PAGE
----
ITA is committed to keeping this momentum going.  We continue to raise a lot of awareness for our programs and will work hard to promote international trade, open foreign markets, and create jobs and opportunities for the American people.   

Together, we can help the world meet its transportations needs far into the future, while strengthening businesses on our shores.

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Auto Companies in Russia: Always Two Sides to a Story

May 1, 2012

Eduard Roytberg is a Senior International Trade Specialist and the Global Automotive Team Leader within the Commercial Service division of the International Trade Administration.

This past week 12 U.S. auto parts and service providers traveled through Russia with ITA’s Deputy Secretary Michelle O’Neill finding partners and business opportunities along the way. It will come as no surprise that three of the 12 are based in Michigan.

CAMACO, LLC is a Novi, Michigan based independent supplier of engineered seat frames to the automotive market with locations in North America, South America, Europe and India. Camaco supports 1,200 employees worldwide and their diverse product scope includes stamped metal and wire-frame seat assemblies, headrest and armrest structures.

Participants in the Russia Automotive Trade Mission and Deputy Under Secretary O'Neill at Johnson Controls in St. Petersburg.

Participants in the Russia Automotive Trade Mission and Deputy Under Secretary O’Neill at Johnson Controls in St. Petersburg. (Photo U.S. Department of Commerce)

Camaco has only just begun working with the U.S. Commercial Service and is looking to expand operations into Russia. They have existing operations in India and Brazil.

Another Michigan company on the mission Fluxtrol, Inc., is based in Auburn Hills. Fluxtrol was established in 1981 and manufactures soft magnetic materials for magnetic flux control in induction heating systems and provides advanced engineering services including computer simulation, induction coil design and process optimization.

Fluxtrol, a client of the U.S. Commercial Service for the past  7 years, embarked on this mission to expand their presence in the Russian market and are looking to broaden and deepen their auto industry contacts. They are already planning follow-up trip. Robert Ruffini, President of Fluxtrol is also a member of the Michigan District Export Council.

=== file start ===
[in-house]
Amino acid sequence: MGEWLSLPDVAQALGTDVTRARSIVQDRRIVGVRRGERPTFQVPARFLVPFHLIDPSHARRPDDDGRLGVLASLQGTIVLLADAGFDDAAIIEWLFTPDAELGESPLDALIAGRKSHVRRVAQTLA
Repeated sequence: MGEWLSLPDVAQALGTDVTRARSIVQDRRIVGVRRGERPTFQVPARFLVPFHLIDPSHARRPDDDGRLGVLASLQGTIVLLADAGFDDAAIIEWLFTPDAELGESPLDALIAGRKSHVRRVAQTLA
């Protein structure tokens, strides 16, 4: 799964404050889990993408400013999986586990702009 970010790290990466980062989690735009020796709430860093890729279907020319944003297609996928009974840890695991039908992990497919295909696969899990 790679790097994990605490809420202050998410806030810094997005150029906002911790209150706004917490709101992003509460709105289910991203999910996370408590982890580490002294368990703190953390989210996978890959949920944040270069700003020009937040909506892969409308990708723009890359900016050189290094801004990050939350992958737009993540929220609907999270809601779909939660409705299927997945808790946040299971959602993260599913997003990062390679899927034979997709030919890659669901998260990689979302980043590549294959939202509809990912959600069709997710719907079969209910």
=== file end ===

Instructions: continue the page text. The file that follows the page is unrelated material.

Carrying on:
Inductoheat, Inc., established in 1962 and based in Madison Heights, is a small yet leading manufacturer of induction heating equipment with more than 50 years of experience. Inductoheat operates 40 facilities worldwide providing products to many of the world’s largest automotive companies.

Indoctoheat has been working with the U.S. Commercial Service for the past two decades and hoped to gain exposure to and understanding of the Russian market, make significant connections with leaders, partners and potential customers in Russia, and explore opportunities for business expansion in Russia.

“As a result of participating in the trade mission, I will be coming back within the next three weeks to visit two new prospective clients and further develop our level of support for the Russian automotive market,” said Inductoheat, Inc., Vice President of Heat Treating Rob Madeira.

Related: U.S. Auto Parts Firms Find Partners in Russia

These and the rest of the mission participants are either already doing business in Russia and looking to expand or are here with the hope of expanding into the Russian market.

To facilitate good business relationships for U.S. companies, the Commercial Service in Russia and globally frequently work with foreign buyers to ensure that U.S. firms find positive and long-lasting relationships in an overseas market.

Some of those buyers were recognized by Ms. O’Neill during the mission’s visit to Moscow and St. Petersburg. Specifically, Triton-Import of Moscow was recognized for its achievement in opening the Russian automotive spare parts market to American small and medium-sized enterprises. For the past 19 years, Triton-Import has been an important Commercial Service partner. This partnership has resulted in more than $50 million in sales for U.S. exporters of automotive spare parts.